Want advice on buying an inexpensive point & shoot camera

Discussion in 'Photography Equipment & Products' started by bugshutter, May 5, 2016.

  1. Designer

    Designer Been spending a lot of time on here!

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    Yes. Average them. One can find all manner of opinion on the internet, and in most cases we cannot know which camera manufacturers are favored by which reviewers, or why. I would not be surprised to learn that some reviewers are rewarded for flattering reviews and vice-versa.

    What I usually do is read as many reviews as I can, try to find the similarities and differences, and make my best guess at which ones are more objective and which ones seem biased.

    If a camera has the features you want, concentrate on reading that part from several reviewers and sort of "average" them into something you can use to help make your decision.

    Furthermore, there may be something important left out of the text, such as build quality or image quality that the reviewer has mentioned in previous articles, and the reader is simply expected to remember that from last month's review.

    But in the larger scheme of things, you're just buying a piece of technology, and it will either work or not, do what they claim or not, last more than a year or not, be better than the competition or not, and you just take your chances and pay your money. Yes, I've been burned a few times, and I've also been quite pleased a few times.


     
  2. Designer

    Designer Been spending a lot of time on here!

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    Well, there's basic, and then there's a camera that performs well at making low-light videos. I just don't know if there is such a thing that fits your budget. Back several decades ago basic meant a Kodak Instamatic with a plastic lens and without a flash socket.
     
  3. fmw

    fmw No longer a newbie, moving up!

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    Low end point and shoot cameras are not what you want to choose for low light video. They will do a competent job outdoors but indoors they will likely need some lighting help. That didn't affect my own choice because I don't use still cameras for video. As with anything in life, there are compromises.
     
  4. dannylightning

    dannylightning Been spending a lot of time on here!

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    you are not going to get good video in low light with a inexpensive point and shoot camera.. i had a go pro hero 3+ silver i think it was,, not the latest model but the one before that and it was said to do well in low light. indoors in my house with the lights on the video looked terrible,

    the cheap point and shoot cameras i have had do not take good low light video at all. very grainy video from those.. looks like crap.. you will really need good lighting if you want good video quality.. a cheap point and shoot can take descent video and photos but not in low light...

    here is some video of me singing a song taken with a low end camera... its not recorded in hd but if the lighting is not good in your house you probably end up with something simular.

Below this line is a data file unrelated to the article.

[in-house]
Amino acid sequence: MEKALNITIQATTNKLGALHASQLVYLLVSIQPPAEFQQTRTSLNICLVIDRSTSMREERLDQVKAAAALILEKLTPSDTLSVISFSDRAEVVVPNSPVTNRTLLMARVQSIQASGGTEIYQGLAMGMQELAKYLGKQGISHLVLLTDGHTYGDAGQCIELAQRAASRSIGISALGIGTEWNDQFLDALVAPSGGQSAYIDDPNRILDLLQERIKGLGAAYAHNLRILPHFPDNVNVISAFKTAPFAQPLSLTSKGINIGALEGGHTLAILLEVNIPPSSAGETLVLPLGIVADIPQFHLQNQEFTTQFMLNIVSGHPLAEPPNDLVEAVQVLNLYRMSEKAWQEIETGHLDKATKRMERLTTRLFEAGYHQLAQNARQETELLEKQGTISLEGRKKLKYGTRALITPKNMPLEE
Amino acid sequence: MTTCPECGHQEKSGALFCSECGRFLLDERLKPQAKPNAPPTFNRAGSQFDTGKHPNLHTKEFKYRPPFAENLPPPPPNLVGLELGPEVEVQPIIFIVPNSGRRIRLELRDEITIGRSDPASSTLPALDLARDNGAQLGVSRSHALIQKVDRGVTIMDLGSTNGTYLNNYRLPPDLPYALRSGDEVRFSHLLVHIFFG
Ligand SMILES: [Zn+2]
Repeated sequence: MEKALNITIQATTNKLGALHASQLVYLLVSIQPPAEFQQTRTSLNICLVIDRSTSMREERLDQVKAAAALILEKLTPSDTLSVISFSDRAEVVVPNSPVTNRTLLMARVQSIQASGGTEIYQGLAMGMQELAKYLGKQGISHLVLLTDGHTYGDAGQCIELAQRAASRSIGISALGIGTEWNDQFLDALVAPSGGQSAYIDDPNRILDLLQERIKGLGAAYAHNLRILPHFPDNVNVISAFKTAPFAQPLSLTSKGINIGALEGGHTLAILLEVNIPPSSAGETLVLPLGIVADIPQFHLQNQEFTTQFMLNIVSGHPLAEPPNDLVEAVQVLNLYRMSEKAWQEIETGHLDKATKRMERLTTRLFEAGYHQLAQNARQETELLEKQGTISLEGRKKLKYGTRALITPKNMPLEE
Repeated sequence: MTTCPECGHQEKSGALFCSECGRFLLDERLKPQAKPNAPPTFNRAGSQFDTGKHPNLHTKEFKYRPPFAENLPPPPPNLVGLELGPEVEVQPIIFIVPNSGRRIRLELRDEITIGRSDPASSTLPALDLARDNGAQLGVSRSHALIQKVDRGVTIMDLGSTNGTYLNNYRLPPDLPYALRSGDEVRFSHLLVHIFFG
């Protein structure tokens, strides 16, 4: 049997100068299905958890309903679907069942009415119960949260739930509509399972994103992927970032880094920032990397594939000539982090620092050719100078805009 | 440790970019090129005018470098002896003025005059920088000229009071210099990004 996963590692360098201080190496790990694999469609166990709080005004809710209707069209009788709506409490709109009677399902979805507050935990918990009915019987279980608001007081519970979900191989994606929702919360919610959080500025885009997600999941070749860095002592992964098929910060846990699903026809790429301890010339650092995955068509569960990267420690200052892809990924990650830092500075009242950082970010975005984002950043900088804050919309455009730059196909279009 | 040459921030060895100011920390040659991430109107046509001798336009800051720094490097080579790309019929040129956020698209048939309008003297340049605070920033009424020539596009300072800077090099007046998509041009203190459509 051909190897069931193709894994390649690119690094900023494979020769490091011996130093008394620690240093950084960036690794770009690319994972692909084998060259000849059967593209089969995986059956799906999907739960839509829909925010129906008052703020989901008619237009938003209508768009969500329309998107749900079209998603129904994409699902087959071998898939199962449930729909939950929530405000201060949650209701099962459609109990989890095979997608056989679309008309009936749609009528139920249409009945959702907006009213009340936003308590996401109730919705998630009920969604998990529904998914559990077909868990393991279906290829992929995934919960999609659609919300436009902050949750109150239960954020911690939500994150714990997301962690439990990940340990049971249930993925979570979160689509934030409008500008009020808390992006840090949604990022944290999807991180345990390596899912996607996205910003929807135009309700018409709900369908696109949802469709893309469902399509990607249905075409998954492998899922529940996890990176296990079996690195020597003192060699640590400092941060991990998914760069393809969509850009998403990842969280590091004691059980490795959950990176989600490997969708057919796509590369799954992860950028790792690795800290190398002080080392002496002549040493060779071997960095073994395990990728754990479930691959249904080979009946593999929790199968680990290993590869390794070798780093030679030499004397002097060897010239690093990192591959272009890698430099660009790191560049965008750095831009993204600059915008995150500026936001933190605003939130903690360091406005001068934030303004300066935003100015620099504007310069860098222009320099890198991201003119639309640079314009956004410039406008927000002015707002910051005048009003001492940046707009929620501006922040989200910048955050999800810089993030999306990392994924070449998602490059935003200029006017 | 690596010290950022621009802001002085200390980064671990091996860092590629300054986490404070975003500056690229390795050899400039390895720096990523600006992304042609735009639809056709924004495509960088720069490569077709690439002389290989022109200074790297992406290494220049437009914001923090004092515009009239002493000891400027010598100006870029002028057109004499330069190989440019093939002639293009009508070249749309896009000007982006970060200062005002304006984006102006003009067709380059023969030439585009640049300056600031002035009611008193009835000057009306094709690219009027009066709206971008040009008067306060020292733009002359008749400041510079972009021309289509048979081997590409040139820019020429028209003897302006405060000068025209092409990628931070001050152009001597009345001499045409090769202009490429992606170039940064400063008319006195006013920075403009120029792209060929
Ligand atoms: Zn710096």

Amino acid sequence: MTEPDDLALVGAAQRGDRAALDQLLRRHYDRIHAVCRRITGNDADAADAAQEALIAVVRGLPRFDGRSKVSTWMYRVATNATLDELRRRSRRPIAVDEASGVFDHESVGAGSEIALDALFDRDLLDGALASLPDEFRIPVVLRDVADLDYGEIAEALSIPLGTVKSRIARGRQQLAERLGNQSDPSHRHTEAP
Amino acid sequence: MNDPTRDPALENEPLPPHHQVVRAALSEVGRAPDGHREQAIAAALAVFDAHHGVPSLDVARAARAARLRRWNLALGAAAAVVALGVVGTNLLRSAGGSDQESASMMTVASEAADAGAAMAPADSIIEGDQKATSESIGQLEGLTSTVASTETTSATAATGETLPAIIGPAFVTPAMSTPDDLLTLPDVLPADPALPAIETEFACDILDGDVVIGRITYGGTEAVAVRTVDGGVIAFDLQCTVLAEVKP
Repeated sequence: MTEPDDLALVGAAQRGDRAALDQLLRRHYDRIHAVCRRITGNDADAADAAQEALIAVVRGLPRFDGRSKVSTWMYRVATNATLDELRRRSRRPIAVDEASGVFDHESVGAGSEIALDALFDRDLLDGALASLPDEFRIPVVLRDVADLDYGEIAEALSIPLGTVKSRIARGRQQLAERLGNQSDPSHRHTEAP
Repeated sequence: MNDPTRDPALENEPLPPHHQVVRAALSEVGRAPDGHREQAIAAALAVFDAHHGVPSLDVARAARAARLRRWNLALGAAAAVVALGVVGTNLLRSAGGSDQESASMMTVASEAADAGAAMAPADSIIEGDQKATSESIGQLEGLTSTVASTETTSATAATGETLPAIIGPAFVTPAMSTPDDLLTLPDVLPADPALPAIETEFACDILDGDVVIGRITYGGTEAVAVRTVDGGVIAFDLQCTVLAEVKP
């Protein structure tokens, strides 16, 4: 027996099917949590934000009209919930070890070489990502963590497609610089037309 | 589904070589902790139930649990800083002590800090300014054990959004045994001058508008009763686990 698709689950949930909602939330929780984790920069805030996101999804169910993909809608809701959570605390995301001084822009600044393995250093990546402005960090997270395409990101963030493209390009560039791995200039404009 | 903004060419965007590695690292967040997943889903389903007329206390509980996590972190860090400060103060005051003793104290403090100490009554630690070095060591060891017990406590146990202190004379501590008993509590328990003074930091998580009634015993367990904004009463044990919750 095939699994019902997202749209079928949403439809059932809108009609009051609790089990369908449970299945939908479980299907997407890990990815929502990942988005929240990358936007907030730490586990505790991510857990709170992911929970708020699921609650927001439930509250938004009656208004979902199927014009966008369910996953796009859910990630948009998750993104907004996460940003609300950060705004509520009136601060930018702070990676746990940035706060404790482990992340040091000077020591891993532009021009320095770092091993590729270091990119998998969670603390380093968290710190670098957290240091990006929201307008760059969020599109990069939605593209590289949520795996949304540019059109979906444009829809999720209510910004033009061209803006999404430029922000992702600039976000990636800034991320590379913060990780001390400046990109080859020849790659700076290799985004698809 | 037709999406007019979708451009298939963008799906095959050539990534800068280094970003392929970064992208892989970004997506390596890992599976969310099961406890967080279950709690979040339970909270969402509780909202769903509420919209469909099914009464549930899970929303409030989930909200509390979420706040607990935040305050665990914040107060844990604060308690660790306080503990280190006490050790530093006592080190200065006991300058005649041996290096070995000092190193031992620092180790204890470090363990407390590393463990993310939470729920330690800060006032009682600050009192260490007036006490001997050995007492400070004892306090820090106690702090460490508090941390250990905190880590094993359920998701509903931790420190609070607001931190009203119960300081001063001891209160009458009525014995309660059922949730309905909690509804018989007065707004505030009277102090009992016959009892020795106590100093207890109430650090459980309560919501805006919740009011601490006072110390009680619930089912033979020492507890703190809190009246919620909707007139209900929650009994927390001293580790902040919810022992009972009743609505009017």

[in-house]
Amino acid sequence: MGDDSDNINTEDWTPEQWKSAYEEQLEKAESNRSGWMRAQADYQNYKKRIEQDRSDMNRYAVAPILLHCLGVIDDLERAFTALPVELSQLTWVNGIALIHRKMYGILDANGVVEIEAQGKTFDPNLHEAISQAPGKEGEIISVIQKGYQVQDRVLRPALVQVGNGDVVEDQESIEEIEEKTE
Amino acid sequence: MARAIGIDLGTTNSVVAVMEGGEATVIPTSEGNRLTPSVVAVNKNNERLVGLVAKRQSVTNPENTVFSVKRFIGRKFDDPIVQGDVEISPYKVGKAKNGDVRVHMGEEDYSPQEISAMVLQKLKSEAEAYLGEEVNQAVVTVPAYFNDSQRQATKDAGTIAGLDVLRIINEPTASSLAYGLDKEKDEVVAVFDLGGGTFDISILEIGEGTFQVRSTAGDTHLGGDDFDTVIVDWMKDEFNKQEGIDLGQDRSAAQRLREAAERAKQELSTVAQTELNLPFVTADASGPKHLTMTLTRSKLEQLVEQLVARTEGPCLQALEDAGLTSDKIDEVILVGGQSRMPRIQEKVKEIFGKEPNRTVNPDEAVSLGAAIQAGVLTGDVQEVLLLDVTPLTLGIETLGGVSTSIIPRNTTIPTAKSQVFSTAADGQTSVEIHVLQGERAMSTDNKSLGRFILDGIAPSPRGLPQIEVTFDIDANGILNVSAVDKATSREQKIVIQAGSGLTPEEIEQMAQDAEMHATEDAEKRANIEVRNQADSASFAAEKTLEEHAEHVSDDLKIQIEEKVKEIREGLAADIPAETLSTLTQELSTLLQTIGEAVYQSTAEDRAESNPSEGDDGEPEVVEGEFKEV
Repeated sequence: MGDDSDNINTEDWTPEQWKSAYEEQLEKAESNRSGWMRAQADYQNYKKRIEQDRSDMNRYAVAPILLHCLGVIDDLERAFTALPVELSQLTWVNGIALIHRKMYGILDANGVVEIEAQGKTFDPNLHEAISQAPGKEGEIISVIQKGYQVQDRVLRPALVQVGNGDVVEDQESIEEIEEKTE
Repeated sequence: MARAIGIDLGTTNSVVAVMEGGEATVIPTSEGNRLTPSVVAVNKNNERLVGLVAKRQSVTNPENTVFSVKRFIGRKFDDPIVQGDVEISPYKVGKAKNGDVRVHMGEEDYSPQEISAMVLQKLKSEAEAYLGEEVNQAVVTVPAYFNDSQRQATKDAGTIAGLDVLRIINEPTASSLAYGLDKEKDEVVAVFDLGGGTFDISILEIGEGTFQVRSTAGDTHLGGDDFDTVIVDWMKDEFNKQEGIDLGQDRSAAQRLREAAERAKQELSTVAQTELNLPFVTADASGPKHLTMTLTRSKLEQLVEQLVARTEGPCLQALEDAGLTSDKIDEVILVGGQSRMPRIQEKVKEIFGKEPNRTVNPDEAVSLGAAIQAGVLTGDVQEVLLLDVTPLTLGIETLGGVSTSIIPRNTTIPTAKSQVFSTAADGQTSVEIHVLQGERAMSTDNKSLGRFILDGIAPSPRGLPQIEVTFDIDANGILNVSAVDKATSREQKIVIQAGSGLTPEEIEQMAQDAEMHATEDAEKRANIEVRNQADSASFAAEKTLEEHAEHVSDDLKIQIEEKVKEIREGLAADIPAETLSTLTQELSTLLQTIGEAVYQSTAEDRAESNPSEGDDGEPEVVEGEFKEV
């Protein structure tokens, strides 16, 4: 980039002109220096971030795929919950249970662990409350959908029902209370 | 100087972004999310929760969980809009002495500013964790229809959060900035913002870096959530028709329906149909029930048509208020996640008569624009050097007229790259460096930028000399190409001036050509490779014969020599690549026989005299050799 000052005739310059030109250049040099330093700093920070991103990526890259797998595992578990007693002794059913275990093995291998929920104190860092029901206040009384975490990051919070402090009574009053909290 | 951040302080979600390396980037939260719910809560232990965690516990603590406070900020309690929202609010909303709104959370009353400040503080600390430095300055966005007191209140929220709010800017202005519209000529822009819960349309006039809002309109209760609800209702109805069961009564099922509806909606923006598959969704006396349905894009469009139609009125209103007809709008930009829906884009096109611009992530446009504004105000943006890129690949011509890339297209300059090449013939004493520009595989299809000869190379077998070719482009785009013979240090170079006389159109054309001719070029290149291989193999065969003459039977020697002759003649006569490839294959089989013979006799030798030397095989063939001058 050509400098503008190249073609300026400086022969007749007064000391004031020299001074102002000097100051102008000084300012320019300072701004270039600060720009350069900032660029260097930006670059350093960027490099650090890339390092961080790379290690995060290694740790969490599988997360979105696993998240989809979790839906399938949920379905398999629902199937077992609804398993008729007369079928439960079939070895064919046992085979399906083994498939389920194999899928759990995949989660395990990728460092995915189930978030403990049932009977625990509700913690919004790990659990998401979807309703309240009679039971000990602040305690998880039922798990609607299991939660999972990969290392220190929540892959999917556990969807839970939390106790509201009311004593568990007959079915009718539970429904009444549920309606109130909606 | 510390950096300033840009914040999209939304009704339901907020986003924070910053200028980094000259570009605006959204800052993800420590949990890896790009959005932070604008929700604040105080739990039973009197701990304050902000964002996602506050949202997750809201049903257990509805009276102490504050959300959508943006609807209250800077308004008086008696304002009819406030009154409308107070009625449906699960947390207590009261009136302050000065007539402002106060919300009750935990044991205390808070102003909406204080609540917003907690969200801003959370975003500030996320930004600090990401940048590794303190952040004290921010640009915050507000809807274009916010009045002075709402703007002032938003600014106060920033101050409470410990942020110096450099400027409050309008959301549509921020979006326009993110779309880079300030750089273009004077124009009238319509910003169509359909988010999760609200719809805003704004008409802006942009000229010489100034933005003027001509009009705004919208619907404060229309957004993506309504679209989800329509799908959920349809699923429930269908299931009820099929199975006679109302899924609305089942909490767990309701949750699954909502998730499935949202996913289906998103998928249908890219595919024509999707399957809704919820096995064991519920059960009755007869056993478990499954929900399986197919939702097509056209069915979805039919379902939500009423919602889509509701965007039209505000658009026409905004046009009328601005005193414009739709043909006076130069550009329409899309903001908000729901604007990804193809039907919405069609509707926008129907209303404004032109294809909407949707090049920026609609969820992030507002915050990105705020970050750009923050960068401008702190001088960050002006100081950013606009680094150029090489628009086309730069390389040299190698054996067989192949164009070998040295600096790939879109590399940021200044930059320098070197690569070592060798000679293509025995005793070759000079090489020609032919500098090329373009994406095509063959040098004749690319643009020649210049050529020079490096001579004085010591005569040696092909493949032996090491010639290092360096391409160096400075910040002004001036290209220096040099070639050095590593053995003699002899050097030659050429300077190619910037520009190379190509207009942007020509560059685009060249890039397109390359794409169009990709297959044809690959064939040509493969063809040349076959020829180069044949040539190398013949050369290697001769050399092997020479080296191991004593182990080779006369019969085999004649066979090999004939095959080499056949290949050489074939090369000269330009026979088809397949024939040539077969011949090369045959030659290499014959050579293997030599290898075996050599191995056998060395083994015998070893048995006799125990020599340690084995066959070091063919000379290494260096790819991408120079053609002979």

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  5. bugshutter

    bugshutter TPF Noob!

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    Thanks. That is dark. Can't see your face very well.
     
  6. bugshutter

    bugshutter TPF Noob!

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    I'll have to do more reading. Thanks to you and everyone who replied to my post.
     
  7. Dao

    Dao No longer a newbie, moving up!

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    In my opinion, if you already has a video recording device and the only issue is low light, getting lighting equipment maybe a better route based on your budget.
     
  8. dannylightning

    dannylightning Been spending a lot of time on here!

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    thats a good point.. you can get some studio lighting, if you want video and photos in a low light room you want constant lighting, something like this. not sure how good those are i don't know much about the constent lighting, S303B but if you are happy with the quality of what you have that would fix your low light problem in your house..

    for photos i have a couple of off camera flashes i can put on light stands with umbrellas.. i can set the on camera flash to the lowest setting so its not really doing much of anything but the speed lights see that flash go off and that causes them to go off. http://www.amazon.com/Neewer-VK750-Speedlite-Display-Cameras/dp/B00GE4MNQA, even one of them works very well and you do not need the umbrellas but it spreads the light out allot more and makes a nice soft light.. this kind of thing would not be usable for video.. strobes would be better than speed lights but the speed lights are small and easy to deal with.. than i just bought some nice light stands and some cheap umbrellas.. the constant lighting will also work well for photos.. but a flash type thing is probably the better way to go but if you are needing to do both i would go with a constant light set up...

    my low end point and shoot camera does take descent video outdoors in good lighting so if you are happy with the quality of what now check out some studio lights..
     

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